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How to Build an Organization That Learns, Grows, and Adapts

Organizational culture has a significant impact on a company's success. Studies show that organizations that focus on cultivating a "growth mindset" tend to outperform those that are solely performance-driven. Whereas performance-obsessed cultures breed stress and cutthroat competition, growth cultures allow employees to take risks, learn from failures, and continuously develop.

Today we will explore the key ideas around shifting to a growth culture and provide specific examples of how leaders can make this change.

The Problems with a Performance-Obsessed Culture

Companies that base status, compensation, and advancement solely on outcomes like sales targets, productivity metrics, and quarterly profits often create unhealthy dynamics among employees. When success is narrowly defined, people feel intense pressure to deliver immediate results. This leads to various issues:

  • Short-term thinking - Employees focus on quick wins rather than long-term strategy. There is little incentive to invest time and resources into projects that may take years to generate returns.

  • Discouragement of failure - Fear of failure suppresses creativity and risk-taking. Employees avoid new initiatives with uncertain outcomes.

  • Lack of collaboration - Performance metrics pit employees against each other. Knowledge and resources aren't shared in order to get ahead of peers.

  • Unethical behavior - Some employees may fudge numbers or use questionable tactics to boost their performance on paper.

  • Higher turnover - Top performers get burnt out and leave. Average performers feel inadequate and also exit.

Promoting a Growth Culture Instead

Growth cultures take a more holistic view of success. Performance still matters, but it's balanced with investments into employee growth and development. Here are some ways leaders can shift to this mindset:

  • Evaluate employees based on learning, not just outcomes. Recognize efforts to gain new skills even if they don't immediately impact the bottom line.

  • Allow failures. As long as employees learn from mistakes, understand that failure is part of growth. Conduct non-judgmental debriefs of why initiatives fell short.

  • Expand training budgets. Invest in developing employees' capabilities through classes, workshops, and stretch assignments. Spending more on enrichment ultimately pays off.

  • Be patient with transformation. Recognize that meaningful growth takes time. Stick with programs like coaching, mentorship, and job rotations even if gains aren't immediate.

  • Publicly appreciate risk-taking. Praise employees who had the courage to pitch bold ideas and test innovative approaches. This signals that creativity is valued.

  • Collaborate across teams. Break down silos by having teams share expertise and ideas. Joint strategic projects breed camaraderie over competition.

Implementation Examples

Here are a few examples of how the above growth culture principles translate into concrete programs and policies:

  • Netflix instituted a policy called "Keeper Test" for managers. Instead of just looking at whether an employee met numeric targets, managers are trained to ask themselves "If one of my people told me they were leaving for a better opportunity, would I fight hard to keep them at Netflix?" This retains strong performers looking to develop, not just achieve short-term goals.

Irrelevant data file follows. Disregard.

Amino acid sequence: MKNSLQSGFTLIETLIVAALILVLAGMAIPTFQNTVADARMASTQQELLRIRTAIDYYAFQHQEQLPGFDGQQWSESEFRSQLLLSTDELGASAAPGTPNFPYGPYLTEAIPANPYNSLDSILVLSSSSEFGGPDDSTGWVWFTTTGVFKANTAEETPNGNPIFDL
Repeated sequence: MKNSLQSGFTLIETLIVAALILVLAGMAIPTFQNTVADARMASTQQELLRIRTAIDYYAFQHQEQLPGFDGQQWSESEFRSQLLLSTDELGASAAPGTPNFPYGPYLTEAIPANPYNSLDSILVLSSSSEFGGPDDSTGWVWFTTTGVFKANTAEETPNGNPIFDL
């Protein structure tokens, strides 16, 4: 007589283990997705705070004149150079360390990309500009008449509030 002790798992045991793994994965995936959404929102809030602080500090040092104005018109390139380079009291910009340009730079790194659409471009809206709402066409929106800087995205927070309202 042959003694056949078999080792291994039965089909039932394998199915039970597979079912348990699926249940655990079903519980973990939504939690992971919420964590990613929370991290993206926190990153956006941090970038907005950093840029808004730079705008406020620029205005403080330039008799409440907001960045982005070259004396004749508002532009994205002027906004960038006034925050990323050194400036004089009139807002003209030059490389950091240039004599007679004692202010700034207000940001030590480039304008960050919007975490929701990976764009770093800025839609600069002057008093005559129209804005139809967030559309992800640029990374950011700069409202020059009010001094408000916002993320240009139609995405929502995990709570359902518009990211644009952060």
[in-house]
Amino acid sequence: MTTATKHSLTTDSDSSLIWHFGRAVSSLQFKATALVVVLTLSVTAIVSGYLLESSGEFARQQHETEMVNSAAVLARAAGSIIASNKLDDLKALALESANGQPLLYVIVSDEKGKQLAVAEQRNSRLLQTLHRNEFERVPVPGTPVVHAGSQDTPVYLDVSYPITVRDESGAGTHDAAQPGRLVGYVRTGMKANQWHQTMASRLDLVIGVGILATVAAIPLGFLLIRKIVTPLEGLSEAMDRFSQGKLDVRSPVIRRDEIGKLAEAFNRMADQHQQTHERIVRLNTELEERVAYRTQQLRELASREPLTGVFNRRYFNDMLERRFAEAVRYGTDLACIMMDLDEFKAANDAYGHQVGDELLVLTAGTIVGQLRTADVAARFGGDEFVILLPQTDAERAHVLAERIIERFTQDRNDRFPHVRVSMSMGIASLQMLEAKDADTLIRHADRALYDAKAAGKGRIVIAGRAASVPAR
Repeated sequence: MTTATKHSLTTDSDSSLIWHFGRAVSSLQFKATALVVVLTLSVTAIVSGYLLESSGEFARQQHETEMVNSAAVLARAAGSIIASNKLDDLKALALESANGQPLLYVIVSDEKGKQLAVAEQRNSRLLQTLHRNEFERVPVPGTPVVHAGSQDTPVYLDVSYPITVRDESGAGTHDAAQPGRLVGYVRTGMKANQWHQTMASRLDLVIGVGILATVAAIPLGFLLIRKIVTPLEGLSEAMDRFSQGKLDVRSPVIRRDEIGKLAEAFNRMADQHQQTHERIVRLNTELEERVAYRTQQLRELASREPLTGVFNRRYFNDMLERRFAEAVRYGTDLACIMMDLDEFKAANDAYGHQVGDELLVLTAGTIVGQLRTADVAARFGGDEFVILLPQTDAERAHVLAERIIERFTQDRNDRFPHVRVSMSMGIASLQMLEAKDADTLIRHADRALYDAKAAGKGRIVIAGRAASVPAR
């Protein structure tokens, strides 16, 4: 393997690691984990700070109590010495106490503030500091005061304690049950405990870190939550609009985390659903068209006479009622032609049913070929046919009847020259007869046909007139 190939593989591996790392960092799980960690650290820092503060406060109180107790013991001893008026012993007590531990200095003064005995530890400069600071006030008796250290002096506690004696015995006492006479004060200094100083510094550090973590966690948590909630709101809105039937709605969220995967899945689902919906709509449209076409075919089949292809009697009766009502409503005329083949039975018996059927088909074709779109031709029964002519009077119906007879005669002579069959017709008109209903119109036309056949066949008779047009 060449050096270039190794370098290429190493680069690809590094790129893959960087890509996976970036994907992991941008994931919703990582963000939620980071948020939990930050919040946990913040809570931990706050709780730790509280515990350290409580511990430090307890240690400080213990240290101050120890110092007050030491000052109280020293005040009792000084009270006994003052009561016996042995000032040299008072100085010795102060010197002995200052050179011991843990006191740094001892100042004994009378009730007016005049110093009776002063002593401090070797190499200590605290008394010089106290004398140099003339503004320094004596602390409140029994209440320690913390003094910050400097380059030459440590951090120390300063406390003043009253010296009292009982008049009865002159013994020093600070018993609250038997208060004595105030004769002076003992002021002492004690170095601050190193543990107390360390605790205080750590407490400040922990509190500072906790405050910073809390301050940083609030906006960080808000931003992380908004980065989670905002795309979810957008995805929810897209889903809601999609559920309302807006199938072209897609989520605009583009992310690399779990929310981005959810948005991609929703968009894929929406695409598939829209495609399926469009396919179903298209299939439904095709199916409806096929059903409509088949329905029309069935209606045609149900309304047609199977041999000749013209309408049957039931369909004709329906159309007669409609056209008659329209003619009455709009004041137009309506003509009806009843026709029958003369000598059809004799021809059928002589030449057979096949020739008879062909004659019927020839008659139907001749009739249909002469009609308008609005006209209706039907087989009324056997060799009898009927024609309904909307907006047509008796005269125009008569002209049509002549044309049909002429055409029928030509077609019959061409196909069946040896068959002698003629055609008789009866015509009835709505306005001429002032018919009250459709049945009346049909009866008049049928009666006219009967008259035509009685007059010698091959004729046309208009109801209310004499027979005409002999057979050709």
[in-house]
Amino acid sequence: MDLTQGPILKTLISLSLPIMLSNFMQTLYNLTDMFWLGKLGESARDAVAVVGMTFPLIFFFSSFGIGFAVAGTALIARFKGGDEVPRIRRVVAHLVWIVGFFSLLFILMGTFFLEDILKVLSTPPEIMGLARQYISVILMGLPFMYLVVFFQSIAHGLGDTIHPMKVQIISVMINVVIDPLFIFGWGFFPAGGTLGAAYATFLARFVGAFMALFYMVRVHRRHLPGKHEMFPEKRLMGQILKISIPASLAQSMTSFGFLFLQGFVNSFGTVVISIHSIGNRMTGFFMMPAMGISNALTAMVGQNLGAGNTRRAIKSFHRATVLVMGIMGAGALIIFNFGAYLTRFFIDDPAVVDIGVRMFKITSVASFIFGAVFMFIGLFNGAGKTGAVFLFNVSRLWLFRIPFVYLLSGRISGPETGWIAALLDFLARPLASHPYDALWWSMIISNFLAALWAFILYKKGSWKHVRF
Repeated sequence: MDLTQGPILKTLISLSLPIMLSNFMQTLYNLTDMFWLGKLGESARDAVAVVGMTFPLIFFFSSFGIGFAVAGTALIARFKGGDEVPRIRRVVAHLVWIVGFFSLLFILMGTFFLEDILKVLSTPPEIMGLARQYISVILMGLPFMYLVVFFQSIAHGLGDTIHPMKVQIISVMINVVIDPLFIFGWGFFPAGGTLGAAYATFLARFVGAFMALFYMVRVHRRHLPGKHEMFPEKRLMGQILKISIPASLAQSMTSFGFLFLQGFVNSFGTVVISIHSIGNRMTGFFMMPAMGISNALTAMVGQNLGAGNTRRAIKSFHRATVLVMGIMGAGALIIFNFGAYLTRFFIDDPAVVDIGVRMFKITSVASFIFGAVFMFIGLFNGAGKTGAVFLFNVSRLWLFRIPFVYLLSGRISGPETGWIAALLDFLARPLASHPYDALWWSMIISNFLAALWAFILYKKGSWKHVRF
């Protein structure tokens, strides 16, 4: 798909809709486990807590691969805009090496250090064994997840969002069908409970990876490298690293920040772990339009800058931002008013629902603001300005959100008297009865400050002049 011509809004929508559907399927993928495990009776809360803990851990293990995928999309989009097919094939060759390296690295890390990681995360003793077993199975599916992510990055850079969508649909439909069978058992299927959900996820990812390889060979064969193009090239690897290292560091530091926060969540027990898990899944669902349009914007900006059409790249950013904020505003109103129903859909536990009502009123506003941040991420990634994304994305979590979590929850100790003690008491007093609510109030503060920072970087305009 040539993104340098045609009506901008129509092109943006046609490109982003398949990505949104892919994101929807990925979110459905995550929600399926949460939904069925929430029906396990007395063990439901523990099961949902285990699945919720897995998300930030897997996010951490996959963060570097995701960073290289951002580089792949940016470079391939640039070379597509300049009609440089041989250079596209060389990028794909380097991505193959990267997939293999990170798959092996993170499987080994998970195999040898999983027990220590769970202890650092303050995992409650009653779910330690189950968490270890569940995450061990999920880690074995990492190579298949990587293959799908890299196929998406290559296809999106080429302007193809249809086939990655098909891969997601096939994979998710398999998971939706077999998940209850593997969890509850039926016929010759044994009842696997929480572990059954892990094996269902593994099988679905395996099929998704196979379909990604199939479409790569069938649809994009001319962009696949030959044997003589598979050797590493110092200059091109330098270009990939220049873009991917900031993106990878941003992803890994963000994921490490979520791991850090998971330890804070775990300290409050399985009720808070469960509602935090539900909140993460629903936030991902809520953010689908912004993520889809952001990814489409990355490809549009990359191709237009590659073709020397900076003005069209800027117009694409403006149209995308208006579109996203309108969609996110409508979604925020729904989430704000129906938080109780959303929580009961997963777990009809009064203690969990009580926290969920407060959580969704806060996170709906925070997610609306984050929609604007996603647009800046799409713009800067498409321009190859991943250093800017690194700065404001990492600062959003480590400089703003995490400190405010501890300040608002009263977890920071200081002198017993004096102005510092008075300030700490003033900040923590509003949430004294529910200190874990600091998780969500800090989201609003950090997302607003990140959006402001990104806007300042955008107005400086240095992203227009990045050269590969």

• Adobe got rid of performance ratings and instead has frequent check-ins between managers and employees. These focus on ongoing growth and problem-solving rather than backward-looking assessments. Adobe also has peer bonus programs where employees can reward each other for embodying the company's values.

  • MasterClass created a program called "Take the A Train" awarding funding and space for employees to experiment with new educational content formats. Even if these never translate into actual products or courses, it’s a chance for people to flex their creative muscles without worrying about immediate monetization.

  • Amazon instituted the "Just Do It" award for employees who overcame bureaucracy or rigid rules to do something innovative. This kind of bottom-up risk-taking is exactly the norm a growth culture wants to reinforce.

Key Takeaways

Shifting to a growth mindset takes work, but pays off through increased innovation, engagement, and retention of top talent. The specific steps leaders can take include: focusing evaluations on learning rather than just performance, allowing failure, investing in capability building, having patience with development timelines, publicly praising risk-taking initiatives, fostering collaboration across teams, and instituting programs and policies that embody a growth mentality. With concerted effort over time, organizations can create cultures where employees are motivated by intrinsic growth and continuous improvement.


Performance metrics have an important place in tracking health and progress. But they should not be the sole determinant of value and rewards in an organization. Employees also need space to experiment, learn, and grow without the constant pressure of immediately proving results. Leaders who balance goals with a holistic focus on developing people and capabilities will create higher-performing cultures in the long run. The first step is acknowledging the downsides of pure performance obsession, and then steadily implementing policies that demonstrate an alternative set of growth-focused values.


Jonathan H. Westover, PhD is Chief Academic & Learning Officer (HCI Academy); Chair/Professor, Organizational Leadership (UVU); OD Consultant (Human Capital Innovations). Read Jonathan Westover's executive profile here.



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